My manager has asked me to pull together training for our customer service department on phone skills. How long should I make the training?
The key with training isn’t so much about the duration, but the relevance, value and timeliness of the topic. It’s no secret that training is sometimes seen as a double-edged sword. Done right, few argue the value of training. The challenge can be the time it takes away from our regular duties to train or to be trained. It helps when an organization sets a culture that values employee training and makes it a priority. Rather than focus on how long the training should, we recommend focusing on the value of the training.
First, identify what the training need is and how best to address that need. Sometimes training can be fairly brief, to cover a new process or policy. Make sure relevant details are shared, questions are answered, and possibly a demonstration included, to ensure understanding and compliance.
Other circumstances may require a different approach. Are you looking at training for an individual, a group or department, or the entire organization? That may help determine the topic details and the duration of the training. For example, let’s look at supervisors who have been in their the role for less than a year – they will require New Supervisor Training. Identify which specific topics need to be covered for this type of training, i.e. Legal Compliance, Coaching and Counseling, and Performance Management. Is it better to conduct this training in day long sessions, or possibly more incrementally over time? Once you have established this, you can move forward with planning.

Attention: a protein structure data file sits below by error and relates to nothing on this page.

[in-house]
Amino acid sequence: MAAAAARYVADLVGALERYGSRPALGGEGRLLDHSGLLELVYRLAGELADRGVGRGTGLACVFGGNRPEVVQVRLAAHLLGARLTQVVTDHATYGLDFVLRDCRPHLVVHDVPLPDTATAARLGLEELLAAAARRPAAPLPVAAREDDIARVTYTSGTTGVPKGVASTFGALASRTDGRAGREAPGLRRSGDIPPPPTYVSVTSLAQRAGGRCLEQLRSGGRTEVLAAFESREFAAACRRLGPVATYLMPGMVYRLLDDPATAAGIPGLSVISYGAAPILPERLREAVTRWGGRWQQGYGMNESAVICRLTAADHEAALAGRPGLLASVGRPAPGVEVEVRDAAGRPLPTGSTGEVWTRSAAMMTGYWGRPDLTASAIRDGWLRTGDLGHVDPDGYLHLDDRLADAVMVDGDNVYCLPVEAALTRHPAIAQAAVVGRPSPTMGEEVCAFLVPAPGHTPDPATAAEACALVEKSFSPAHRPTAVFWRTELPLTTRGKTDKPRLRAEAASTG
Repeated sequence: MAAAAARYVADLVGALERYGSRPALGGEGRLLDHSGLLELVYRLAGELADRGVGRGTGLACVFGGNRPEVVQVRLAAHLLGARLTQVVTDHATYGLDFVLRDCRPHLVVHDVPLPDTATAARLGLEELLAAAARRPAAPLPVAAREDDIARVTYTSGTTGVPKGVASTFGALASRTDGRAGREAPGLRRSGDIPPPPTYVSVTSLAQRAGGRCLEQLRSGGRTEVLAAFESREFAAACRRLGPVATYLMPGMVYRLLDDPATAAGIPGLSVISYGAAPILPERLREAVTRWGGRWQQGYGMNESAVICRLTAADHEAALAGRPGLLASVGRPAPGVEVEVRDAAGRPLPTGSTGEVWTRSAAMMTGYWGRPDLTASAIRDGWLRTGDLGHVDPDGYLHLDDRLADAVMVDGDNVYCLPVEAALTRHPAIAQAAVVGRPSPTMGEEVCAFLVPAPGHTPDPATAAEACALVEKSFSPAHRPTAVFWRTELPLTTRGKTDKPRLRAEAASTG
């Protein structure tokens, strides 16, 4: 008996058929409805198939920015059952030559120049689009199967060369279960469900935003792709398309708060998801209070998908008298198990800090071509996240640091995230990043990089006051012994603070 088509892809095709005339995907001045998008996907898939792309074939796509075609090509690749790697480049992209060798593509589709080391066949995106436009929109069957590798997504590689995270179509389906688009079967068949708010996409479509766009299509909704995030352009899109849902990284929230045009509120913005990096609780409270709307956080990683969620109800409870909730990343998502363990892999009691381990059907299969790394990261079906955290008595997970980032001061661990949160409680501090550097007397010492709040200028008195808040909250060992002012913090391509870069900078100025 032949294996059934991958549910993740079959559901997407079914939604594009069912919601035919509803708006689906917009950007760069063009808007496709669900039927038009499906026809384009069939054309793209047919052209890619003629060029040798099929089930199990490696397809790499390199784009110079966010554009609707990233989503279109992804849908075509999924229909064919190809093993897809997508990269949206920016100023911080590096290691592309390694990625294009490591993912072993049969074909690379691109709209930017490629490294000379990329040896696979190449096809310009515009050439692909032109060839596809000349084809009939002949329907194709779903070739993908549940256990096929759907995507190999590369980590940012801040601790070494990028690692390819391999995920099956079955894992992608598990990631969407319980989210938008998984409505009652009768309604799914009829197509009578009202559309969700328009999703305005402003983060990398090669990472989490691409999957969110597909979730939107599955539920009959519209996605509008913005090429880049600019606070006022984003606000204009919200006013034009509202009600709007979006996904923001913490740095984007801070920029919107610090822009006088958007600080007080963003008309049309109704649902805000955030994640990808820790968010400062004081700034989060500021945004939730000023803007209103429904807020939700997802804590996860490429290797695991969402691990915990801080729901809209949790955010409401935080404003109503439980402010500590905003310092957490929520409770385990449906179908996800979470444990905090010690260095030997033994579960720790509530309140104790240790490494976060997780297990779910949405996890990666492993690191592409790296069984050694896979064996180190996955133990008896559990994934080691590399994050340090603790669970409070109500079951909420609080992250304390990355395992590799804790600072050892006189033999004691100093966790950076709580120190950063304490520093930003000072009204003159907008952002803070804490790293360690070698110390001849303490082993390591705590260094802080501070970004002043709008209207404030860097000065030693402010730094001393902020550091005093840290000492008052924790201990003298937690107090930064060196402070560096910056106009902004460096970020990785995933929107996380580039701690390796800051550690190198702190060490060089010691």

Other things to keep in mind:
- It is critical to match the training to the needs of the organization. While there is no one-size-fits-all formula for determining training needs, a needs assessment can be of great value on all levels, to aid in doing so.
- Try to provide coverage while an employee or employees are attending training. This will help ease the stress of being away from the job.
- Timeliness is also important. If there is a deadline to implement a new process or policy, make sure the relevant employees are trained well in advance of that deadline, to allow time to address any questions or concerns.
Bottom line, the training that is provided must be the right fitfor those to whom it is intended. As long as you are providing the right training and the right topics you will accomplish your bottom line.
Get your Training and Development program off to the right start by asking strategic HR inc. to help. We have the expertise to conduct a Needs Assessment and/or to recommend training options for your staff. Visit our Training & Development page to learn how we can help you train your employees efficiently and thoroughly.